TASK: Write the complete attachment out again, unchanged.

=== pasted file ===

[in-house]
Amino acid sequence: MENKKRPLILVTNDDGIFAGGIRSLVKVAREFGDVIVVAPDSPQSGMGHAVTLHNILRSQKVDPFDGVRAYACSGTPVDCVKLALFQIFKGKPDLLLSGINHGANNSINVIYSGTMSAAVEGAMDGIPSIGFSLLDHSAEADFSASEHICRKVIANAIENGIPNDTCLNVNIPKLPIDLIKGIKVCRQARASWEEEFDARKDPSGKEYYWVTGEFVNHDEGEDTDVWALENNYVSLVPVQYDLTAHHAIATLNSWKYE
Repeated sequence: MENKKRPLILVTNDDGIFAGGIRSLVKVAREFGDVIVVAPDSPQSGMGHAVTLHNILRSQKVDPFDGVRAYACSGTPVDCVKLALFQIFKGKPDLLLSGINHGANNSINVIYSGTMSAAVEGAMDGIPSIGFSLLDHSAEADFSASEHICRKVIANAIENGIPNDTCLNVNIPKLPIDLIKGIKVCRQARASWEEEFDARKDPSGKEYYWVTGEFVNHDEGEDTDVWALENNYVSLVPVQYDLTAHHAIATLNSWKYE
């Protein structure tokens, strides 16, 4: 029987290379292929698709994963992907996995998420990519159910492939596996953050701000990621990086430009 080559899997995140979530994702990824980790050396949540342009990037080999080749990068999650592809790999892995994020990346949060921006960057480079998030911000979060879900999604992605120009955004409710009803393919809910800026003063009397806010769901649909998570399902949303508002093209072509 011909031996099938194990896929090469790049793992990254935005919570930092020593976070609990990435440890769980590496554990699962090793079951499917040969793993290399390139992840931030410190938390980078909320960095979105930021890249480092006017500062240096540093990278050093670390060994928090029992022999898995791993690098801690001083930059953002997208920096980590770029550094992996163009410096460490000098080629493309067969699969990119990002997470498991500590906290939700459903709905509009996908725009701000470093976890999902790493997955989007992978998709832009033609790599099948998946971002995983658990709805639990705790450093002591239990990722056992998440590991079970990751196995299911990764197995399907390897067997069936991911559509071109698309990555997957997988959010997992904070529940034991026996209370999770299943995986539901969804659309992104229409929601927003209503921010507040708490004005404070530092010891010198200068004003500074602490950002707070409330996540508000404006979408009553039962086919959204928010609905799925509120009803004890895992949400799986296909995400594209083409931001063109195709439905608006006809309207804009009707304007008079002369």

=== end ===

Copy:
[in-house]
Amino acid sequence: MENKKRPLILVTNDDGIFAGGIRSLVKVAREFGDVIVVAPDSPQSGMGHAVTLHNILRSQKVDPFDGVRAYACSGTPVDCVKLALFQIFKGKPDLLLSGINHGANNSINVIYSGTMSAAVEGAMDGIPSIGFSLLDHSAEADFSASEHICRKVIANAIENGIPNDTCLNVNIPKLPIDLIKGIKVCRQARASWEEEFDARKDPSGKEYYWVTGEFVNHDEGEDTDVWALENNYVSLVPVQYDLTAHHAIATLNSWKYE
Repeated sequence: MENKKRPLILVTNDDGIFAGGIRSLVKVAREFGDVIVVAPDSPQSGMGHAVTLHNILRSQKVDPFDGVRAYACSGTPVDCVKLALFQIFKGKPDLLLSGINHGANNSINVIYSGTMSAAVEGAMDGIPSIGFSLLDHSAEADFSASEHICRKVIANAIENGIPNDTCLNVNIPKLPIDLIKGIKVCRQARASWEEEFDARKDPSGKEYYWVTGEFVNHDEGEDTDVWALENNYVSLVPVQYDLTAHHAIATLNSWKYE
């Protein structure tokens, strides 16, 4: 029987290379292929698709994963992907996995998420990519159910492939596996953050701000990621990086430009 080559899997995140979530994702990824980790050396949540342009990037080999080749990068999650592809790999892995994020990346949060921006960057480079998030911000979060879900999604992605120009955004409710009803393919809910800026003063009397806010769901649909998570399902949303508002093209072509 011909031996099938194990896929090469790049793992990254935005919570930092020593976070609990990435440890769980590496554990699962090793079951499917040969793993290399390139992840931030410190938390980078909320960095979105930021890249480092006017500062240096540093990278050093670390060994928090029992022999898995791993690098801690001083930059953002997208920096980590770029550094992996163009410096460490000098080629493309067969699969990119990002997470498991500590906290939700459903709905509009996908725009701000470093976890999902790493997955989007992978998709832009033609790599099948998946971002995983658990709805639990705790450093002591239990990722056992998440590991079970990751196995299911990764197995399907390897067997069936991911559509071109698309990555997957997988959010997992904070529940034991026996209370999770299943995986539901969804659309992104229409929601927003209503921010507040708490004005404070530092010891010198200068004003500074602490950002707070409330996540508000404006979408009553039962086919959204928010609905799925509120009803004890895992949400799986296909995400594209083409931001063109195709439905608006006809309207804009009707304007008079002369």